Yesterday, Nick Cave held a press conference about the BDS (Boyott, Divestment, and Sanctions) movement, which aims to put economic pressure on Israel to stop the country’s persecution of its Palestinian citizens. In the press conference, Cave said that he would not participate in any boycott against Israel. He’d claimed that art-rock eminence Brian Eno approached him a few years ago, asking him to sign a boycott list: “On a very intuitive level I did not want to sign that list, there was something that stunk to me about that list.” Cave said that he’d play a couple of shows in Israel, in part, to “make a principled stand against anyone who wants to censor and silence musicians.” Eno has now responded.
In a press release, Eno writes:
The BDS argument is simple enough: Israel has consistently — and lavishly — used cultural exchange as a form of “hasbara” (propaganda) to improve the image of the country abroad, and to “show Israel’s prettier face” in the words of a foreign ministry official. The BDS campaign is simply asking artists not to be part of that propaganda campaign.
It’s nothing to do with “silencing” artists — a charge I find rather grating when used in a context where a few million people are permanently and grotesquely silenced. Israel spends hundreds of millions of dollars on hasbara, and its side of the argument gets broadcast loud and clear. Coupled with the scare-tactic of labelling any form of criticism of Israeli policy as “antisemitic,” this makes for a very uneven picture of what is going on.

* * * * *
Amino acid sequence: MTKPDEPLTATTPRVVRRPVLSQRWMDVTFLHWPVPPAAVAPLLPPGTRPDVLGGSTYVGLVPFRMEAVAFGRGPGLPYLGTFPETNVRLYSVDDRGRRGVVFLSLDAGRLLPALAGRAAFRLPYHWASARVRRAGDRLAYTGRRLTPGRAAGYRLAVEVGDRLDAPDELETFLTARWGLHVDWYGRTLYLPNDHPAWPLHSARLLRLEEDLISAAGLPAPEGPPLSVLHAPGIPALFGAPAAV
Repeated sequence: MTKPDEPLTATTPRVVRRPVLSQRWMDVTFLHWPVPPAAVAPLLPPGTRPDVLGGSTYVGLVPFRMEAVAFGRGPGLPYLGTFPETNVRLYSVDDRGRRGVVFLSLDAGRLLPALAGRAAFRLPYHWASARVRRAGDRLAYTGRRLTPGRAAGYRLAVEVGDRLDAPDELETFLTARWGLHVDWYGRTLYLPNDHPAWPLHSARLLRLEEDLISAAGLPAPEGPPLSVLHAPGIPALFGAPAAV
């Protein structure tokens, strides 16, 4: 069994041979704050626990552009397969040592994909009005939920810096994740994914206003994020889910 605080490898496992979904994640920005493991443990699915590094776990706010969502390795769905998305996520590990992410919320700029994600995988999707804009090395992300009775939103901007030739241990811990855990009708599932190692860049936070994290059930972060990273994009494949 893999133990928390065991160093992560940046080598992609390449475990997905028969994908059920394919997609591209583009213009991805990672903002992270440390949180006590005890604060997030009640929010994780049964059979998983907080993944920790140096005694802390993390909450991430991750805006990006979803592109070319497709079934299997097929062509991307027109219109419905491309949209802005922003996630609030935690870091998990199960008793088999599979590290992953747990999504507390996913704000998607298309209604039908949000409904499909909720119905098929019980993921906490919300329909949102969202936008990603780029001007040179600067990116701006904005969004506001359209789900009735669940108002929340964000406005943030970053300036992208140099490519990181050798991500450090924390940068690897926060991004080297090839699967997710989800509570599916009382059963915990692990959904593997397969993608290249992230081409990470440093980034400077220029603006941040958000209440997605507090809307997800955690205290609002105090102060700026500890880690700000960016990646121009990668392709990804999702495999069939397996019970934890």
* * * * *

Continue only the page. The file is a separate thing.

The former Pink Floyd frontman Roger Waters was one of many artists who urged Cave not to perform in Israel. He’s also responded to Cave’s press conference:
Nick thinks this is about censorship of his music? What? Nick, with all due respect, your music is irrelevant to this issue, so is mine, so is Brian Eno’s so is Beethoven’s, this isn’t about music, it’s about human rights.
We, hundreds of thousands of us, supporters of BDS and human rights throughout history all over the world join together in memory of Sharpeville and Wounded Knee and Lidice and Budapest and Ferguson and Standing Rock and Gaza and raise our fists in protest. We hurl our glasses into the fire of your arrogant unconcern, and smash our bracelets on the rock of your implacable indifference.
What if it was your demolished home? Your invaded country? Your villages razed to the ground to build stadiums for the invaders to promote pop concerts on? Your uprooted olive trees? Seven million of your brothers and sisters living in refugee camps? Victims of ethnic cleansing? Would your sorrow trump your obsession with concerns about the censorship of your music?
By the way, on one of the Israeli news sites I was directed to a video of yours on YouTube. Towards the end I picked up on the following lyric: “Let us sit together in the dark until the moment comes.”
Nick, the moment came and went brother, you missed it, if at some point in the future you want to climb out of the dark, all you have to do is open your eyes, we, in BDS will be here to welcome you into the light.
This post originally appeared on Stereogum.